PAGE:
In The Eden Center’s course for mikveh attendant we teach about postpartum depression. Dr. Efrat Orlion, a clincal social worker with a specialty in postpartum depression, came to teach in the program, and shared this story — which she had heard from one of her patients:
When I decided to come to you for treatment, I suddenly realized that my biggest fear was that you would ask me “What brings you to me?” “What’s the problem?” … I suddenly realized I had nothing to say. What could I say??
I’d say “I gave birth to a sweet, calm baby. Everything went well. I wanted this pregnancy, I have a wonderful husband, I’m a healthy mother, with a healthy baby, I’ve got “all God’s blessings”.
What would I tell you??
That my parents hosted us for a whole month [after the birth] and did everything for me, laundry, cooking, everything I needed and more. And … and …
That despite all that, I feel like the sky has fallen.
I knew when I was growing up that I would be a wonderful mother. I always loved kids and they loved me. How I anticipated this baby! I was looking forward to taking walks in the park with the new stroller, to having a fun maternity leave in which I would finally get around to making photo albums, go shopping, learn Torah, have coffee with friends …
And that this cute baby has ruined everything.
There was no day and no night. I was told to sleep when the baby was asleep, but it felt like a long and exhausting bout of “Jet lag” … I lost my appetite, lost all my desire and joy. My relationship with my husband became distant and unhappy. I knew I was a total failure, a failed mother, despondent, irritable and exhausted.
I had no desire to be with my baby, no desire for my husband, and was completely apathetic to doing anything for myself.
I felt awful. So ungrateful! You have everything and nothing is good for you! And the baby … the poor baby.
I felt suffocated. Sinking into a deep black hole. Alone. Totally alone. Like the soil that swallowed Korah, but, unfortunately, it didn’t swallow me. The ground shook beneath me while I continued to feel suffocated, exposed and terribly ashamed.
I struggled to function and appear “normal”. I pretended to smile, I pretended to love, I pretended I was living.
It was a golden prison. Everything was “fine” yet nothing was “okay”. Nothing!
So you ask me how did I get to you despite all this? How did I have the strength to gather myself from within the exhaustion and turn for help despite my shameful state?
It was her. The mikveh attendant.
Six weeks after giving birth, I had to go to mikveh. I had never gone [to the mikveh] that way; so miserable and hopeless. I arrived late and prayed it would be closed, but it was open and she sat there as if just waiting for me. When she saw me she asked how I was, and in the pat way I had gotten used to, I replied that everything was “fine”. Baruch Hashem (thank God). And I went in.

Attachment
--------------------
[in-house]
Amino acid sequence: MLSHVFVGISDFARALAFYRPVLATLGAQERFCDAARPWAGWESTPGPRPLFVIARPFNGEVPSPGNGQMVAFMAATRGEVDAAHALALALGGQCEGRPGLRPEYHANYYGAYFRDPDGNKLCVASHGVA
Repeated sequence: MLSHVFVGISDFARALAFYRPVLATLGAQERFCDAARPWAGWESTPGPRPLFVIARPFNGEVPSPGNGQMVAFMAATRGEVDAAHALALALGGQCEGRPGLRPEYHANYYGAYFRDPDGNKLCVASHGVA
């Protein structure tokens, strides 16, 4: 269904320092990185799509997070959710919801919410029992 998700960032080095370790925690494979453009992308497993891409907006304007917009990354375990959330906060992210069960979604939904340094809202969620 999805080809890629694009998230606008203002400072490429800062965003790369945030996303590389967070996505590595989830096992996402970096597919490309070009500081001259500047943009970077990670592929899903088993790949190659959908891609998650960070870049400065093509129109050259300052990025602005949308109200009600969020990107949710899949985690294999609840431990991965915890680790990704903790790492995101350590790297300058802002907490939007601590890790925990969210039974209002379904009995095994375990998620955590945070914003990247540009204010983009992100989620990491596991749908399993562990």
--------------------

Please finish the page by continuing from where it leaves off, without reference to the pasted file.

But when I was in the water, I remembered the compassionate womb of the mikveh, and completely broke down. There was no way to “pretend”, nothing to hide behind, and I burst into uncontrollable tears.
She waited. She sat silently and waited. Sort of present but not-present. She just let me cry and the tears came gushing out.
How long was I there? I don’t know. Maybe ten minutes, maybe an hour …
When I left, she didn’t say anything. But her caring eyes calmed my inner fears. She doesn’t think I’m crazy. She wasn’t alarmed. No. Maybe … maybe I’m not crazy after all?…
I got dressed and came out.
In the meantime, she had made coffee. “Want to sit with me for a moment?,” she asked. And as I drank the hot, sweet coffee, she quietly said “this time is so difficult and complex…” Almost as if talking to herself she continued, musing aloud, “People think it’s great, “Oh, congratulations!”, “How wonderful!” They don’t understand that for any normal woman it’s hard. Sometimes it’s very difficult … But, you know, if it’s very difficult, if one feels sad all the time, that requires real help. A good mother can be depressed, but a good mother must take care of herself – for her and for her baby … “
She gave me your phone number. And a few days later she called just to ask if I was okay.
Thanks to her, I’m here [in therapy] now.
I know that even when everything is “fine”, everything can be wrong. And I’ve come to tell you that right now I’m not “fine”. I know it. Please help me. I know I had joy and love and faith – I lost them during the birth… like I lost lot of blood and strength, I lost them.
Do you think it’s possible to get them back…??